• Custom—Allows you to restrict the number of keypoints.
      • Number of Keypoints—Maximum number of keypoints to be extracted per image.
        Note:

        When extracting the keypoints per image, an internal scoring is assigned to them. Based on this scoring, the best keypoints are selected.

  • Calibration Method—Allows you to select how the camera internal and external parameters are optimized.
    • Standard (default)—
    • Alternative—Optimized for aerial nadir images with accurate geolocation and low texture content and for relatively flat terrain.
  • Rematch—Allows you to add more matches after the first part of the initial processing, which usually improves the quality of the reconstruction:
    • Automatic (default)—Enables rematching only for projects with less than 500 images.
    • Custom—Allows you to select whether or not rematch is done for the project.
      • Rematch—Enables the rematch option.
  • Output Coordinate System—Defines an output spatial reference for your Drone2Map output products.
    Note:

    Output coordinate system and vertical reference can only be modified if ground control points (GCPs) are not included in the project. If you have GCPs, the output coordinate system and vertical reference of Drone2Map output products is always determined by the coordinate system and vertical reference model of the ground control.

    If you don't have GCPs, the coordinate system and vertical reference model used in the creation of Drone2Map products is determined by the coordinate system and vertical reference of the images themselves. If the images have an XY coordinate system of WGS84, Drone2Mapoutput products are created using an XY coordinate system of the relevant UTM zone. These defaults can be modified in processing options.

    This parameter is only available if your project has no GCPs. To update the output XY coordinate system, click Edit, select the appropriate projected coordinate system, and click OK.
    • Vertical Reference—Defines the output vertical reference system for your Drone2Map products. This is relevant if your input images contain ellipsoidal heights and you plan to publish a 3D mesh as a scene layer, since ArcGIS Online and ArcGIS Pro both use the orthometric EGM96 geoid height model.

      EGM96 is the default, but you can select from the following options:

      • EGM 84—For altitudes based on the EGM84 geoid
      • EGM 96—For altitudes based on the EGM96 geoid
      • EGM 2008—For altitudes based on the EGM2008 geoid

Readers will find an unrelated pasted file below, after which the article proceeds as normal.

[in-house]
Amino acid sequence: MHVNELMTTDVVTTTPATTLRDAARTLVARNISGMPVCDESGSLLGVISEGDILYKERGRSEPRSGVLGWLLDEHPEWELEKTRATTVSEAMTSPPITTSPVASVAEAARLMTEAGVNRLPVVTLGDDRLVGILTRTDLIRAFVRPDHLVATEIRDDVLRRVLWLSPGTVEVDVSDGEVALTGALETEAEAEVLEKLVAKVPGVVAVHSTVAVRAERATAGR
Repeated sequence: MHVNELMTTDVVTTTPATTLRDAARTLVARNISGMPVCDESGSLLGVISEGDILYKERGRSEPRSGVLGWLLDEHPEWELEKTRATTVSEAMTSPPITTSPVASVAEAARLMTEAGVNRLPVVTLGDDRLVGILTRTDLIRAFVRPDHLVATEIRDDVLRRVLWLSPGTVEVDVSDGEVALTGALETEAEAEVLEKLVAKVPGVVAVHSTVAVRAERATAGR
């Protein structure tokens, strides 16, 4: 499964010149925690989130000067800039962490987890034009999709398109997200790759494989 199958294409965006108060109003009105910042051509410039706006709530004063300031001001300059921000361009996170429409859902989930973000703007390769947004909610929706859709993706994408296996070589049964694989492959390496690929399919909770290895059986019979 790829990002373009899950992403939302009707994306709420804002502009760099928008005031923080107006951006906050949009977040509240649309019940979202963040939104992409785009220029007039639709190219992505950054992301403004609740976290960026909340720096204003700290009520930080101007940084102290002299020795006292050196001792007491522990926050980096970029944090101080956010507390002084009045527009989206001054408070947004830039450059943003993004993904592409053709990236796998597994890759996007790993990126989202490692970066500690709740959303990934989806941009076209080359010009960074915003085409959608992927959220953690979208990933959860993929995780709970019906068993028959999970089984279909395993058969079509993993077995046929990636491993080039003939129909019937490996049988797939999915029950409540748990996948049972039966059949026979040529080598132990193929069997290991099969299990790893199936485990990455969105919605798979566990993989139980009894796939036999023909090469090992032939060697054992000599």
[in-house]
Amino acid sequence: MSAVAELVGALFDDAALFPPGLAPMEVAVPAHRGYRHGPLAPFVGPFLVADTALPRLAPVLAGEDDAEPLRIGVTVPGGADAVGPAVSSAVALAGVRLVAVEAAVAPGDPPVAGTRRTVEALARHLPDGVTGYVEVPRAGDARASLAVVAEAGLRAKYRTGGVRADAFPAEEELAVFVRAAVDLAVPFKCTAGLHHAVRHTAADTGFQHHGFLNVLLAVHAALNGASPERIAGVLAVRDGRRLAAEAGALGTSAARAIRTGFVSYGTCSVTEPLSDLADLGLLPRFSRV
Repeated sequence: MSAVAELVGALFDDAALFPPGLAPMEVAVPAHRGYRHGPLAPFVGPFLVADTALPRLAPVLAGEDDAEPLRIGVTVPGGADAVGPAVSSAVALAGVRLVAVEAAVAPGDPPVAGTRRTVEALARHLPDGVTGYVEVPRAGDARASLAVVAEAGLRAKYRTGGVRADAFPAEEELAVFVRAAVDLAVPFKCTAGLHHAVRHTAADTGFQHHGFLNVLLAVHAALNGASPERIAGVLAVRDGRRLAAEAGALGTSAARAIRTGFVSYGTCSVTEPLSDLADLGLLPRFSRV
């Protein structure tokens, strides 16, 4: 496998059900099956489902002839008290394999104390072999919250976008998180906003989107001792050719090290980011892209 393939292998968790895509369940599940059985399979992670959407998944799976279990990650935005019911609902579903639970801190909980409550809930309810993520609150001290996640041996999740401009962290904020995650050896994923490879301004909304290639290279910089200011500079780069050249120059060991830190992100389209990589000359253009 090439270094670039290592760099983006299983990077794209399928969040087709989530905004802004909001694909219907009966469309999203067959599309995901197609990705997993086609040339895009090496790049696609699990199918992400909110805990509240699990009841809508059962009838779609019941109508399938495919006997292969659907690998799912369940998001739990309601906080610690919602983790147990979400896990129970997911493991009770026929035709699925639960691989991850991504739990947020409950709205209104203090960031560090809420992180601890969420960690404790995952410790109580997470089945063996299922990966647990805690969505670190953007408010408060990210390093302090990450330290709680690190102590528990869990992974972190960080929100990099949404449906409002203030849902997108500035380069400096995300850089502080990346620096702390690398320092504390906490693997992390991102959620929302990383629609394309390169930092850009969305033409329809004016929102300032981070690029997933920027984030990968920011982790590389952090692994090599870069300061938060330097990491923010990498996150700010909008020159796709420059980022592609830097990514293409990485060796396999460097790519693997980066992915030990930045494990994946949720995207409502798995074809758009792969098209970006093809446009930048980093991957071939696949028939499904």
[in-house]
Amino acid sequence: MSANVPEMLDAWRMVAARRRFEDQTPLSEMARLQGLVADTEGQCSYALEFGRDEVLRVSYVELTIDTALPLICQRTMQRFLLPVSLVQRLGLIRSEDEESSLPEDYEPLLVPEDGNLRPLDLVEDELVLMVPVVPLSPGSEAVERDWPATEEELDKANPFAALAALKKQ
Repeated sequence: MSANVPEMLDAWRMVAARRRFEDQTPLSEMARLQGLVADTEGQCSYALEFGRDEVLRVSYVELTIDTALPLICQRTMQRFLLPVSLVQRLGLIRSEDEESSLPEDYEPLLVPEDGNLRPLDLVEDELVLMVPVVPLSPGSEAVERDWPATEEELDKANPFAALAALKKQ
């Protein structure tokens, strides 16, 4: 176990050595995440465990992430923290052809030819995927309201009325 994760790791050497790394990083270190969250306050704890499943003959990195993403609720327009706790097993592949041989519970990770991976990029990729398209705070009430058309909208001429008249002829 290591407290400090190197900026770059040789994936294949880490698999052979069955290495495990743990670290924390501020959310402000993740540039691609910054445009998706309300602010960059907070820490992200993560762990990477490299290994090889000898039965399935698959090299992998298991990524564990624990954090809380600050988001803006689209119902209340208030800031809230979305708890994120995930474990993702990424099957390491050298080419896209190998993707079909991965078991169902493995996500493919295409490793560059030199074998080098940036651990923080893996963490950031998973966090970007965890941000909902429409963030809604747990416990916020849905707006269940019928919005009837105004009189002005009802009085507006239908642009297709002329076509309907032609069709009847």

• No Conversion
      • WGS 1984 Ellipsoid—For altitudes based on the ellipsoid specified in the XY coordinate system
    • Vertical units—Displays the vertical units as determined by the output coordinate system.

Dense

  • Point Cloud Densification —Allows you to set parameters for the point cloud densification. It contains the following options:
    • Image Scale—Defines the scale of the image at which additional 3D points are computed. From the drop-down list, you can select the following:
      • 1/2 (half image size, default)—Half size images are used to compute additional 3D points. This is the recommended image scale.
      • 1 (original image size, slow)—The original image size is used to compute additional 3D points. More points are computed than with half image scale, especially in areas where features can be easily matched (for example, cities, rocks, and so on). This option can require four times more RAM and time than the default value 1/2 (half image size) and usually does not significantly improve the results.
      • 1/4 (quarter image size, fast)—Quarter size images are used to compute additional 3D points. Less points are computed than with the 1/2 image scale. However, more points are computed in areas with features that cannot easily be matched, such as vegetation areas. This scale is recommended for projects with vegetation.
      • 1/8 (eighth image size, tolerant)—Eighth size images are used to compute additional 3D points. Less points are computed than with the 1/2 or 1/4 image scale. However, more points are computed in areas with features that cannot easily be matched, such as vegetation areas. This scale is recommended for projects with vegetation.
      • Multiscale (default)—When this option is used, additional 3D points are computed on multiple image scales, starting with the chosen scale from the Image Scale drop-down list and going to the 1/8 scale (eighth image size, tolerant). For example, if 1/2 (half image size, default) is selected, the additional 3D points are computed on images with half, quarter, and eighth image size. This is useful for computing additional 3D points on vegetation areas as well as keeping details about areas without vegetation.

    Note: